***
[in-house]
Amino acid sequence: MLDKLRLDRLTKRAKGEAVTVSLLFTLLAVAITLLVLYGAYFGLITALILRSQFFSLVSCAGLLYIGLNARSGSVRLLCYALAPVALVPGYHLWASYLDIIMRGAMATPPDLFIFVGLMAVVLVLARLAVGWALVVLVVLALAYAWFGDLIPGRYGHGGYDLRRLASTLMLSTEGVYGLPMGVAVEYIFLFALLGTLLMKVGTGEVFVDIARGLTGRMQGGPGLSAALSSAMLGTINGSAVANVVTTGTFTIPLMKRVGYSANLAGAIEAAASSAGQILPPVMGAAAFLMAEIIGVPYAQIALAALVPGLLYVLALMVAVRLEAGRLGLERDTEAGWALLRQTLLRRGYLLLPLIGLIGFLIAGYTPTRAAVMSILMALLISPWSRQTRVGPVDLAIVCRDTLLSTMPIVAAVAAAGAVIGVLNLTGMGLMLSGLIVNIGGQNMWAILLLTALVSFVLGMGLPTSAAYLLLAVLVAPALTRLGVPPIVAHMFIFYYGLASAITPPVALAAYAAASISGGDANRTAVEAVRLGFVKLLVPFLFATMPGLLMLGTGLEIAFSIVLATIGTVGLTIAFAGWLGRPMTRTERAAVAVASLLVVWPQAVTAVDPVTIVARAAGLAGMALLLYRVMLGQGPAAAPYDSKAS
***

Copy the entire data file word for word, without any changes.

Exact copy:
[in-house]
Amino acid sequence: MLDKLRLDRLTKRAKGEAVTVSLLFTLLAVAITLLVLYGAYFGLITALILRSQFFSLVSCAGLLYIGLNARSGSVRLLCYALAPVALVPGYHLWASYLDIIMRGAMATPPDLFIFVGLMAVVLVLARLAVGWALVVLVVLALAYAWFGDLIPGRYGHGGYDLRRLASTLMLSTEGVYGLPMGVAVEYIFLFALLGTLLMKVGTGEVFVDIARGLTGRMQGGPGLSAALSSAMLGTINGSAVANVVTTGTFTIPLMKRVGYSANLAGAIEAAASSAGQILPPVMGAAAFLMAEIIGVPYAQIALAALVPGLLYVLALMVAVRLEAGRLGLERDTEAGWALLRQTLLRRGYLLLPLIGLIGFLIAGYTPTRAAVMSILMALLISPWSRQTRVGPVDLAIVCRDTLLSTMPIVAAVAAAGAVIGVLNLTGMGLMLSGLIVNIGGQNMWAILLLTALVSFVLGMGLPTSAAYLLLAVLVAPALTRLGVPPIVAHMFIFYYGLASAITPPVALAAYAAASISGGDANRTAVEAVRLGFVKLLVPFLFATMPGLLMLGTGLEIAFSIVLATIGTVGLTIAFAGWLGRPMTRTERAAVAVASLLVVWPQAVTAVDPVTIVARAAGLAGMALLLYRVMLGQGPAAAPYDSKAS